These points clearly state that pen testing is a valuable tool for any type of organization to assess and improve its cybersecurity posture and reduce the risk of a successful cyber attack.
Now we can get to the most important part—how to correctly conduct penetration testing. Depending on your industry and software specification, the details of the process may differ, but the main strategy stays the same from project to project. Here are the pen testing steps our team follows:
Any process related to software development starts with research and preparation. It will allow you and your team to ensure that the process will go smoothly, safely, and fast. Some of the key pre-engagement activities include:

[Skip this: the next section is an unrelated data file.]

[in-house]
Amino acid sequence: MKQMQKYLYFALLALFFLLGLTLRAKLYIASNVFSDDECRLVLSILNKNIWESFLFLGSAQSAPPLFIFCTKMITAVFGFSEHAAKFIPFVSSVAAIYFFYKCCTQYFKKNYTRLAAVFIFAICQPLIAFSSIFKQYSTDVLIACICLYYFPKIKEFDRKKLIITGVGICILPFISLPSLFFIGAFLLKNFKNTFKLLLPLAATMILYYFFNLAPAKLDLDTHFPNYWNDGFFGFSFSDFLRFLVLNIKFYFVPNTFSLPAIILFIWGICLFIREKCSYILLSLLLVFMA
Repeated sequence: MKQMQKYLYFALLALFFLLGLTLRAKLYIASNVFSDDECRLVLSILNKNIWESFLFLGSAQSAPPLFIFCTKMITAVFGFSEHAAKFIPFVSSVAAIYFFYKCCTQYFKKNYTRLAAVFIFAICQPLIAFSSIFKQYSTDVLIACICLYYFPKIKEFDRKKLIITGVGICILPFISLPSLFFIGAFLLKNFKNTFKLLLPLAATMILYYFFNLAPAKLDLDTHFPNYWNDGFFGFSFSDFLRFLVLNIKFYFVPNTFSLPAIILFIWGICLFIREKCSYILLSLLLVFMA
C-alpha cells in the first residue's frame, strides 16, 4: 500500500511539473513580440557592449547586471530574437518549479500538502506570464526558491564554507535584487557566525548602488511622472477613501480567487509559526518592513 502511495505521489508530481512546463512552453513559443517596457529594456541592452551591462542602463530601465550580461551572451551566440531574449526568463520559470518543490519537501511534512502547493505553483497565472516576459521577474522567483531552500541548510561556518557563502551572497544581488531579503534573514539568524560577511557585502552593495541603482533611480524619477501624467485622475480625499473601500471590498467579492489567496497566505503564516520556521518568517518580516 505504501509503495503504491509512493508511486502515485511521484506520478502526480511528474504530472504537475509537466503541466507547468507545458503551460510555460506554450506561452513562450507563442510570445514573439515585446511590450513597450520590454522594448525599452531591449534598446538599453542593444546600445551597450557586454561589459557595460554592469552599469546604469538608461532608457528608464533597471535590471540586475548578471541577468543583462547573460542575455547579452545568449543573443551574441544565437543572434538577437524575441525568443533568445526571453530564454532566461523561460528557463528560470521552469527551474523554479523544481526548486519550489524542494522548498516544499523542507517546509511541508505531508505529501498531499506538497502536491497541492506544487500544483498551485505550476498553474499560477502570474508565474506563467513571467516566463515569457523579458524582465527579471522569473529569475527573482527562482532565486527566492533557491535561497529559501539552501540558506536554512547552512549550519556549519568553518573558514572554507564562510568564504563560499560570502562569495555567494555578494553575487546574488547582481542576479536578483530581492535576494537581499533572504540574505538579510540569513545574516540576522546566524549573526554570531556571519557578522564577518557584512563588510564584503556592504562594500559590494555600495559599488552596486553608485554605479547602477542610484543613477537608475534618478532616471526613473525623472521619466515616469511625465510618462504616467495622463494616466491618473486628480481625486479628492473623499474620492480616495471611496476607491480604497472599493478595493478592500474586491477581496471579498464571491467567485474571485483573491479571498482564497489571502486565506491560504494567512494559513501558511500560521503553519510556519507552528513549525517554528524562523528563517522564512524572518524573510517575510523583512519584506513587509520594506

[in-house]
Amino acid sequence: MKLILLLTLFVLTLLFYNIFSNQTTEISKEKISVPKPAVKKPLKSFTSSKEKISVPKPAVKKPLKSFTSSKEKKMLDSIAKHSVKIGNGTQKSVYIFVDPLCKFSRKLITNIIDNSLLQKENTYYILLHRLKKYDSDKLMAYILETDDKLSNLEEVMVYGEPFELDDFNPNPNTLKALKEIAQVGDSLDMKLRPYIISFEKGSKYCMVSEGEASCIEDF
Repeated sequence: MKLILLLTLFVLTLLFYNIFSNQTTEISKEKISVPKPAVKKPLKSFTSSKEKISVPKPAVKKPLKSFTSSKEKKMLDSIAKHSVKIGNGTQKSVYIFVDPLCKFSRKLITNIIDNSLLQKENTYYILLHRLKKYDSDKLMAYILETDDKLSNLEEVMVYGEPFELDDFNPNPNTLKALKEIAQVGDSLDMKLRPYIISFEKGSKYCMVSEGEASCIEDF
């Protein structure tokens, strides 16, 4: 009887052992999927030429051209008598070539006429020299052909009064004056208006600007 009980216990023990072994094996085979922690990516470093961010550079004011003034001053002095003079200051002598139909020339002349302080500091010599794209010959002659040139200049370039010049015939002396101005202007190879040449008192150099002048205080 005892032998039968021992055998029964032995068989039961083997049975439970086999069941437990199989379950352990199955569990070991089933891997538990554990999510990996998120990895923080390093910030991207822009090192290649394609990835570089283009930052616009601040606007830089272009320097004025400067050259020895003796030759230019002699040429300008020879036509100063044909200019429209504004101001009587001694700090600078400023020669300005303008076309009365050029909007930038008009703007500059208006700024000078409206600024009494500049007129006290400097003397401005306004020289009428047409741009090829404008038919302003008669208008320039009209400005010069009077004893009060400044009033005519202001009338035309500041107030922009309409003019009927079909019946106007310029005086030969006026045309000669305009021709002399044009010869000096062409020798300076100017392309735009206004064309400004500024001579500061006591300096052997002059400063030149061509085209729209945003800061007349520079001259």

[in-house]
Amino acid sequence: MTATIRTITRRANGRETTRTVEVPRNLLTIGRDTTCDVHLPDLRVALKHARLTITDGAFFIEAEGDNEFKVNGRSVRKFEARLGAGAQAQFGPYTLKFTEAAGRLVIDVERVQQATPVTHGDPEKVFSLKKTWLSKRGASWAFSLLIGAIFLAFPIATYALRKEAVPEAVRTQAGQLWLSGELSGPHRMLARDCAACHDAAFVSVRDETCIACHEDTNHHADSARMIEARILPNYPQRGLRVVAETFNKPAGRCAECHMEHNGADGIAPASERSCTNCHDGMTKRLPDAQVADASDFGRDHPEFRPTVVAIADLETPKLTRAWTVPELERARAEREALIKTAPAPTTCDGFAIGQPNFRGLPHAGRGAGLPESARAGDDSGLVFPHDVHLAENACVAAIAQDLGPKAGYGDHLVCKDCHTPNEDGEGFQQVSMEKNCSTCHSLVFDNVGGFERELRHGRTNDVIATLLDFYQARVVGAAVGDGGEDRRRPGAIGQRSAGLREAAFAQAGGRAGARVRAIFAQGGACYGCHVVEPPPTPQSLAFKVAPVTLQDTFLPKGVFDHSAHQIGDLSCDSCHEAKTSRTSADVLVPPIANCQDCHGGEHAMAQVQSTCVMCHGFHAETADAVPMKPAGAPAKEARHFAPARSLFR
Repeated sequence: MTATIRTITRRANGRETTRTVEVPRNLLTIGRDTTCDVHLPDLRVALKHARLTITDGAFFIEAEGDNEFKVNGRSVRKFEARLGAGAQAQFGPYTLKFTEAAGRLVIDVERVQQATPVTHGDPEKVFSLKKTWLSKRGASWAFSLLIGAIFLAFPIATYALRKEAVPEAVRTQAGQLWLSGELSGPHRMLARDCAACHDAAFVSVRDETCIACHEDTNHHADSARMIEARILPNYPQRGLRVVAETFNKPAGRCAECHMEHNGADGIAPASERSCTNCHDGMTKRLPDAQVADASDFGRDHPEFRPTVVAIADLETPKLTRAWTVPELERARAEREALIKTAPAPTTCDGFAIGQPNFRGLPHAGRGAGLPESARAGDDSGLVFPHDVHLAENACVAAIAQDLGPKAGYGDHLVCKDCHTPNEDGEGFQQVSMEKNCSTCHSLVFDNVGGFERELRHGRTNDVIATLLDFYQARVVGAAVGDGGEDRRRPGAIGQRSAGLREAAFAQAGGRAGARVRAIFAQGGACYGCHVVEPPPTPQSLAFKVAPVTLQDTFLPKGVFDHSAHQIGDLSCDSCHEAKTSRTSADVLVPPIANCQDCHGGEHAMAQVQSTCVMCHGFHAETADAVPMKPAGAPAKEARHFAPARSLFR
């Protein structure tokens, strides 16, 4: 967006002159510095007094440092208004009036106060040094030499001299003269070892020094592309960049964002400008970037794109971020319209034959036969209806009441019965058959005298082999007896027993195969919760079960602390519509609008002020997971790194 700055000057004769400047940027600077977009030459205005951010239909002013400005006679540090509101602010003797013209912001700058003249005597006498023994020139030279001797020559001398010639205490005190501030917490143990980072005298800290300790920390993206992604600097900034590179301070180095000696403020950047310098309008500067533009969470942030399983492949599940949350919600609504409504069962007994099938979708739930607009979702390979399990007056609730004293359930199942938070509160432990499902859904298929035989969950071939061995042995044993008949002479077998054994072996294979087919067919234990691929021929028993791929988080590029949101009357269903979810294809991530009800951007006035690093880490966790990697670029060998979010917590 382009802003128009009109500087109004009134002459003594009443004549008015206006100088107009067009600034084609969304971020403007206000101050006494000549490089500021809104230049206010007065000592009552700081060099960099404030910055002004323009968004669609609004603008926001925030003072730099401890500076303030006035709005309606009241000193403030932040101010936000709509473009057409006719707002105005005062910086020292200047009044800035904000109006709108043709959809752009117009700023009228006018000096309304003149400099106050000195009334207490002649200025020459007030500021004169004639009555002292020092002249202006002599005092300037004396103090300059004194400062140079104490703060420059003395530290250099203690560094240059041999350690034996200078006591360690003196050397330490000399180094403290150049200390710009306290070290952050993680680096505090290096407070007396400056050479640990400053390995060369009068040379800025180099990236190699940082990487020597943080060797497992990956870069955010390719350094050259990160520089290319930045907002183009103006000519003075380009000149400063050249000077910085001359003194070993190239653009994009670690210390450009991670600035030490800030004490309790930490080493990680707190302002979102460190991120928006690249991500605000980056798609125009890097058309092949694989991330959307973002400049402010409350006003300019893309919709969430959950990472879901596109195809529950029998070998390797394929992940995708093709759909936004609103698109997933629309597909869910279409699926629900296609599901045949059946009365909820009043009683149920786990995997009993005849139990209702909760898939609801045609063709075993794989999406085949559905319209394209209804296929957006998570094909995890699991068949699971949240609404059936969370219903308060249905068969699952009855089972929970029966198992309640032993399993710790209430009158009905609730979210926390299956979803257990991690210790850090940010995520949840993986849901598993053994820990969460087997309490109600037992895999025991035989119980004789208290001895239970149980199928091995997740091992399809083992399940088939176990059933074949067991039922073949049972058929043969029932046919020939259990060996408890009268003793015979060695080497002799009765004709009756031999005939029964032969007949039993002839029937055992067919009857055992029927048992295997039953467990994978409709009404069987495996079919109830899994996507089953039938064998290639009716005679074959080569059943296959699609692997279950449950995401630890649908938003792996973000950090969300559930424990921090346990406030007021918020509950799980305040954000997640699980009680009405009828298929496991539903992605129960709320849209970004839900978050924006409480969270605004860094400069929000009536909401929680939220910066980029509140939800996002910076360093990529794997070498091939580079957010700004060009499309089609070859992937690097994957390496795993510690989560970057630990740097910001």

Scoping the engagement: You need to define the scope of what you need to test, whether it’s just a piece of code or the whole service. Also, your team will choose the testing methods and think about any limitations or constraints.
Getting client authorization: Your team will need to obtain permission and authorization from you or other appropriate parties like the IT department, legal department, or senior management.
Defining the rules of engagement: This is the organizational part where you and your team define the testing schedule, communication channels, and procedures for handling any discovered vulnerabilities.
Signing a non-disclosure agreement (NDA): The final step is directed to your protection as a business. The testing team should sign the NDA with you so any discovered issues will stay within the team and won’t be abused to cause damage to your software